This series originally appeared as a feature story in Mini Storage Messenger, where Red Nova Labs (parent company of storEDGE) regularly contributes advice pieces on marketing self storage.

In last month’s article, we explained how a website’s position in Google results is largely determined by what other sites are saying about it—particularly in links. Indeed, we wrote that inbound links to your self storage site from other reputable, related websites may determine up to three-quarters’ worth of your Google rank.

What that tells you is, inbound links should be at the tippy-top of your web marketing strategy. Right?

Not so fast. Before you dump every marketing minute into links, you should know: Changes are coming.

A few of the resources we referenced for that article dated back about twelve months. While that may seem timely in the self storage business, time on the web passes faster than dog-years. Trends change so rapidly in cyberspace that any given site, app or blog can become outdated in a matter of months. And Google search is certainly no exception. Web marketing experts around the globe will tell you: The only thing constant at Google is change.

“On the web, as in life, the only constant rule is that nothing is constant and all things must change.” Rand Fishkin, Cofounder and CEO of SEOMoz

Google is always tinkering on its proprietary algorithm, to reflect web users’ search habits as well as to discourage search engine black hatters (specialists who try to cheat the system, consequently messing up the quality of search results).

Moreover, every few years or so there’s a broad shift to the key metrics that the company uses to deliver practical search results. The same can be said for Bing and Yahoo. Just take a look at what has influenced search engines past:

No doubt you’ve noticed some of these changes yourself, not just by watching your own website climb and fall in search results, but also by poring over the efficacy of the marketing services you pay for—online yellow pages, self storage directories, pay-per-click brokers, SEO consultants, web development agencies, etc. Every one of these has undoubtedly fluctuated in its ability to drive renters to your business. In truth, we’re all at the mercy of Google’s whims.

“There are many reasons why your site might lose search engine result rankings. Some of those reasons can be traced to a particular fault while others just occur in the natural course of life. In essence, rankings change because change happens… Your site changes, competitors’ sites change, or the search engine algorithm changes. Or any combination of those three.” Stoney deGeyter, guest blog on Search Engine Land

Whether we’re on the cusp of a broad search shift now is anybody’s guess. What we do know is, we’re barely a third of the way into 2011 and Google has already edited its algorithm—big-time edits that impacted virtually every site across the web. The changes came with a widely publicized pledge by Google to discourage and punish content farms (companies that try to trick Google by generating vast numbers of pages with textual content).

We presume that the broad-stroke edits will keep coming. Even though Google never reveals its business strategies or search metrics to the public, by all appearances it plans to let web users – as opposed to web content – have a much bigger say in what makes a good search result. The company will rely less on overwhelming quantities of bot data, and instead hinge on the humans who create, click, and rate pages. The result, in theory, will be less web spam and higher satisfaction with search results.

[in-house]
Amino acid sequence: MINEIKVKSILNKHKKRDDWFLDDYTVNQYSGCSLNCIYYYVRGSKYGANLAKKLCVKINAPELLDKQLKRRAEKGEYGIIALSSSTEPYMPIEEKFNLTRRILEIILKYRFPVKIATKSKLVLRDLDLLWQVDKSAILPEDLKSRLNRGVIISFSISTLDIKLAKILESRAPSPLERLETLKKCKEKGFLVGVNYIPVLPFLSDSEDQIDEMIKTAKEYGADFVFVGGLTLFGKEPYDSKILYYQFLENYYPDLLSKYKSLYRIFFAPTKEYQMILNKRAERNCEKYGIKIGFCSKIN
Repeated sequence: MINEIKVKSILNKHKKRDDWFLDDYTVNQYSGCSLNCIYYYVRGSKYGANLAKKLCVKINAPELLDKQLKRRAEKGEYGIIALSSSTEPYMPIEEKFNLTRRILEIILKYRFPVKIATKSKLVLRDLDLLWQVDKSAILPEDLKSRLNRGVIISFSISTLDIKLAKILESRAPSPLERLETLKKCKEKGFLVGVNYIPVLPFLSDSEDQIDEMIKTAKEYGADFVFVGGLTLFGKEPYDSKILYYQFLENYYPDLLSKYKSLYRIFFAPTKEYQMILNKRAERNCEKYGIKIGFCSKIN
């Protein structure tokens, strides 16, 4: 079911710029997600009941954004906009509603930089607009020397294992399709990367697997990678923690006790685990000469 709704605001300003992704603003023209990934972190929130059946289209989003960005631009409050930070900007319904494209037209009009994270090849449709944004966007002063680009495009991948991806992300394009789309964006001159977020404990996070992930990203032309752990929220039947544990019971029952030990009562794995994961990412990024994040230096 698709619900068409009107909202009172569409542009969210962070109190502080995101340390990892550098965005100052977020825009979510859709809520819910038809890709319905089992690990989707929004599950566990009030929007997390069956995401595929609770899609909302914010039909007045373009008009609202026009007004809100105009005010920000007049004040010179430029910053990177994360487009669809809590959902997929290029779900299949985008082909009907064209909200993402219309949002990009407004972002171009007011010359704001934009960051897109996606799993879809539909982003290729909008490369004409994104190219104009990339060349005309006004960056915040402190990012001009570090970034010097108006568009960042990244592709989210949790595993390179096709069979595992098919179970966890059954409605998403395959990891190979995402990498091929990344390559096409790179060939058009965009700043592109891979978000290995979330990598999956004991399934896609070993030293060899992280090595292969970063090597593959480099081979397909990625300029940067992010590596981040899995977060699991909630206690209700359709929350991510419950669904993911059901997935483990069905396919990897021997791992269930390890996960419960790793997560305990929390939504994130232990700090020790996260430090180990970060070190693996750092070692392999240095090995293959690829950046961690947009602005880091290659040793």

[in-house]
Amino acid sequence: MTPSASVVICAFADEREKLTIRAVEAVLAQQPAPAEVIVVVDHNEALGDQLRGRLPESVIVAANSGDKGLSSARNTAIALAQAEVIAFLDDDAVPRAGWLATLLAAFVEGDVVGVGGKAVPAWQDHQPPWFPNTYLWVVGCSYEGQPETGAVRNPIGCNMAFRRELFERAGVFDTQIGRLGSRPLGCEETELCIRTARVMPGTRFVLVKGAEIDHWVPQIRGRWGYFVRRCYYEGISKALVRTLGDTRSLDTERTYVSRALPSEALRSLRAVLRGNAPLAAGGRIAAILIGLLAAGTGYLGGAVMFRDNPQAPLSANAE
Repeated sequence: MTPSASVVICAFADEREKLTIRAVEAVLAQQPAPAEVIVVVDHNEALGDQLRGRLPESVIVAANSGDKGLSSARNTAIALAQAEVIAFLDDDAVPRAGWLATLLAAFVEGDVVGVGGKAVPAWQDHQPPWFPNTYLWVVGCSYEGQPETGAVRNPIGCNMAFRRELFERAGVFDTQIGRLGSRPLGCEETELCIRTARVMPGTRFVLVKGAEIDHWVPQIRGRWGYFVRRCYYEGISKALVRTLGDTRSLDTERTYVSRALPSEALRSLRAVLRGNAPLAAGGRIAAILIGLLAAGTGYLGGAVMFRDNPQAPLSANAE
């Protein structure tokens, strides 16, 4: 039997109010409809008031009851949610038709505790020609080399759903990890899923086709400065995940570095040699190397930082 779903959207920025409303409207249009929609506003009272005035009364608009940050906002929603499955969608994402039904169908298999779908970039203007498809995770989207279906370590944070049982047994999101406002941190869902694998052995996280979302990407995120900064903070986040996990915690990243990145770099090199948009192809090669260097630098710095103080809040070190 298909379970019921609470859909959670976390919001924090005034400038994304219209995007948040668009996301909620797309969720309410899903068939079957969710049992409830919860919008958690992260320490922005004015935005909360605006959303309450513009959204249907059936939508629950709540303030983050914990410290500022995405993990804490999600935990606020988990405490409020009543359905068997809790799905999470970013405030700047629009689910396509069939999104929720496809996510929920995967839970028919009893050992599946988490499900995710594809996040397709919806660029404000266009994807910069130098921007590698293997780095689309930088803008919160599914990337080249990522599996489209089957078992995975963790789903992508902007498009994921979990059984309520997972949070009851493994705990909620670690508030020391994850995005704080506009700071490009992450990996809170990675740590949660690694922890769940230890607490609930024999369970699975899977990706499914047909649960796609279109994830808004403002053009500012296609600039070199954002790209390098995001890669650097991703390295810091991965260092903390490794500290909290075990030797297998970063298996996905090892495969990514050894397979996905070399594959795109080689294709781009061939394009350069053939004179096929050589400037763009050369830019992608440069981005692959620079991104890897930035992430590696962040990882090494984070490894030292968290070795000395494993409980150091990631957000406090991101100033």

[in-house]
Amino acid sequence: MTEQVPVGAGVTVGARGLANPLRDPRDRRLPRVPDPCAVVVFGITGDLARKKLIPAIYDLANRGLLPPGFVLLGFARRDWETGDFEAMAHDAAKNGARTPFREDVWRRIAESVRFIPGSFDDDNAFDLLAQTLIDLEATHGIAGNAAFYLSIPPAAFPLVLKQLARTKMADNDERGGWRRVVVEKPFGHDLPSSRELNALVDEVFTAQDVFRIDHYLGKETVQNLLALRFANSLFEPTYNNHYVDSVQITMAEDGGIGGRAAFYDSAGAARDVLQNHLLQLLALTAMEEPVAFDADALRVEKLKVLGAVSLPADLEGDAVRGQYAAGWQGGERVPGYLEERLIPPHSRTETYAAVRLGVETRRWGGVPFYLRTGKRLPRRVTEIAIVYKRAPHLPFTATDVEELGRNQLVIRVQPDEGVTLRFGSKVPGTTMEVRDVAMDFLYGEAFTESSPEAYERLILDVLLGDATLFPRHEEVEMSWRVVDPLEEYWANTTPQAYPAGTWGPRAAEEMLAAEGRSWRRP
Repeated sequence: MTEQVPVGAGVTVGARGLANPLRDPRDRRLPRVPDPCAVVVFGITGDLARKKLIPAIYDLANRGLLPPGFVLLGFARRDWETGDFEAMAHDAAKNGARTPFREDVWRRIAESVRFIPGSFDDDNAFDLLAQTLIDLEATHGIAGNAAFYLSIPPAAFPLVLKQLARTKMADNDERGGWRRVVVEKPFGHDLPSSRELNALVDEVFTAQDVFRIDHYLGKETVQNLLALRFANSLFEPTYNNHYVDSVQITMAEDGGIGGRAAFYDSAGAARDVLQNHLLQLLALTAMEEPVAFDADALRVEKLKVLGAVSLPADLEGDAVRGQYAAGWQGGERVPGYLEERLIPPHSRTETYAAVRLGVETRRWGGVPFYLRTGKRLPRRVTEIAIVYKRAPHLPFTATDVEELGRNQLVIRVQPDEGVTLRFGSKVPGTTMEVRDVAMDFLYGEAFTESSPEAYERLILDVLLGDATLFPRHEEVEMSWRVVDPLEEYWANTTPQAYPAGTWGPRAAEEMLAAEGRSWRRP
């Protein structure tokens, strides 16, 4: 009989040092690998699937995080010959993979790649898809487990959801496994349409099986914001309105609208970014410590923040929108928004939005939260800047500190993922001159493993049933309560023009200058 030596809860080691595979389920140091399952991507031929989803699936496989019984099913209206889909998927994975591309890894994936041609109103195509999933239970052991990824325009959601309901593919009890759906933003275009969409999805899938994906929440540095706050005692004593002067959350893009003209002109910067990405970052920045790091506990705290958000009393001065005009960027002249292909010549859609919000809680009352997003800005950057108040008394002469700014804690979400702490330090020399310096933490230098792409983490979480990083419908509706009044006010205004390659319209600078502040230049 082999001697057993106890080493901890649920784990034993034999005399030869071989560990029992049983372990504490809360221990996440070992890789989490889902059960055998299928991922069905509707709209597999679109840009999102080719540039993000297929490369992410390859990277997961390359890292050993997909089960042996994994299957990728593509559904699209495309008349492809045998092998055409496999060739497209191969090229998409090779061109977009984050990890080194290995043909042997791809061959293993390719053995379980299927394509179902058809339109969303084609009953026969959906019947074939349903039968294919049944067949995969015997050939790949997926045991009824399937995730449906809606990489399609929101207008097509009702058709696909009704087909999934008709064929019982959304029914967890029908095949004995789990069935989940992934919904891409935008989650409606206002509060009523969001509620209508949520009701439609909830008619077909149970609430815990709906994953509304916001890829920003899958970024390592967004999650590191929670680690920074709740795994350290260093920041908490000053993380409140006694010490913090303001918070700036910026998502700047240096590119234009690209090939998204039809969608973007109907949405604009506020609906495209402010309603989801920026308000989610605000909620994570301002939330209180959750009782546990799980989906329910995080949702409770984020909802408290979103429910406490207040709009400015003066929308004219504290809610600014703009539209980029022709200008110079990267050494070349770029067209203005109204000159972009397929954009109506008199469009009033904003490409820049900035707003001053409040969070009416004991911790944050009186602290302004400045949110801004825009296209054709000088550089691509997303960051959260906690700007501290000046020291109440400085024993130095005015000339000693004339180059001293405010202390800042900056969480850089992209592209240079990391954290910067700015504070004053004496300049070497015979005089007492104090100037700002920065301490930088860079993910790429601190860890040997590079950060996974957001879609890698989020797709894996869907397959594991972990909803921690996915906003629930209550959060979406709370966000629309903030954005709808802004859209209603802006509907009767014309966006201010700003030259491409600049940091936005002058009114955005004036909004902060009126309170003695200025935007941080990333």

“Today’s link based algorithms are well understood by the community at large, and this has led to a battle between spammers trying to game the algorithm and the spam fighting teams of the search engines. One way to combat this would be to start introducing social media signals as a ranking factor. This would allow the engines to leverage the wisdom of the crowds.” –Eric Enge, guest blog on Search Engine Land

For example, just last month a feature was added to the Google Chrome browser that lets registered Google users block displeasing websites. Google will aggregate this site-filtering feedback and use it to cut unwanted results.

“We’re adding this feature because we believe giving you control over the results you find will provide an even more personalized and enjoyable experience on Google … We’ll look at the data and see whether it would be useful as we continue to evaluate and improve our search results in the future.” Amay Champaneria and Beverly Yang, Search Quality Engineers at Google

In the next generation of search, Google will likely look deeper than just what annoys Chrome users. It will dig into what people are talking about, what people are looking at, and what people trust. And if that’s the case, then the pack of rank influencers we wrote about last month (mainly links) will shrink to make room for new metrics.

Don’t get us wrong: inbound links will hang around as influencers, since they still signify that some living, thinking, spending creature out there probably finds value in your site. But with the user-centric Google makeover, the next generation of search will put less weight on links, anchor text, on-page optimization and content.

We believe that the new group of influencers will include social signals, browsing behavior, and brand engagement. So Google’s secret-sauce pie may look more like:

>> Continued in Part 2: SOCIAL SIGNALS (What people are talking about)

This story was coauthored by Carrie Royce and Robert Zhou. Major sources include,, SMX West 2011 conference speakers, (answer by Edmond Lau),,, and